Evening planets on May 24, 2010
Three planets are visible in the current evening sky: Venus, Mars, and Saturn.
But how do you tell a planet from a star?
1) By how it looks.
Whereas stars twinkle, planets generally shine more steadily. Planets can also look very bright—especially Venus. Currently in the western evening sky, it’s the brightest object other than the Moon. Also in the evening sky are Mars and Saturn, which are roughly as bright as the brightest stars appearing near them.
2) By where it is.
Stars appear all over the sky, but you won’t find planets just anywhere. Because they orbit the Sun in roughly the same plane, planets always appear within a certain band in our sky—the zodiac. Right now Venus appears to be near the feet of the Gemini Twins, Mars is about to munched on by Leo the Lion, and Saturn looks like Virgo the Maiden’s earring. (Side note: Many people are familiar with the 12 astrological signs of the zodiac, but there are more than 12 astronomical constellations of the zodiac that planets can appear in. Mercury, for example, was recently hanging out inside the boundary of Cetus the Sea Monster.)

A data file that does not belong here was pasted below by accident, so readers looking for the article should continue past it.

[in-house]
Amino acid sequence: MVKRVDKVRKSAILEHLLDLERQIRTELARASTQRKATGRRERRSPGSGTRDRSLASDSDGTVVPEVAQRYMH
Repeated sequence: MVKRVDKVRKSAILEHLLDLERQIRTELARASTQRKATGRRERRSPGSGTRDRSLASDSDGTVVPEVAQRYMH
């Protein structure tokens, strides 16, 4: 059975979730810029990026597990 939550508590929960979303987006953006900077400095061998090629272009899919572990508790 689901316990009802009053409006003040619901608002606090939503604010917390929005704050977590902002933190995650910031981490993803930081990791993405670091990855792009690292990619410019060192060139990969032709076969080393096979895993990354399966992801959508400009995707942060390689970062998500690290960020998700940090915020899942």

3) By how it moves over time.
Watch a planet night after night, and eventually you’ll notice it appears to wander against the background of the stars. Learn to identify the zodiacal constellations, and then you’ll know that any “extra” star is probably a planet. For an animation of the changing positions of the planets over the next few weeks, view the May 15th Carolina Skies segment on WRAL.
Over the next few months Venus, Mars, and Saturn will appear to close in on one another. See their progress at Morehead Planetarium and Science Center’s next skywatching session on Saturday, June 19. Weather permitting, we’ll be at Jordan Lake’s Ebenezer Church Recreation Area from 9 to 11 p.m.
Amy Sayle is Morehead's Science 360 manager.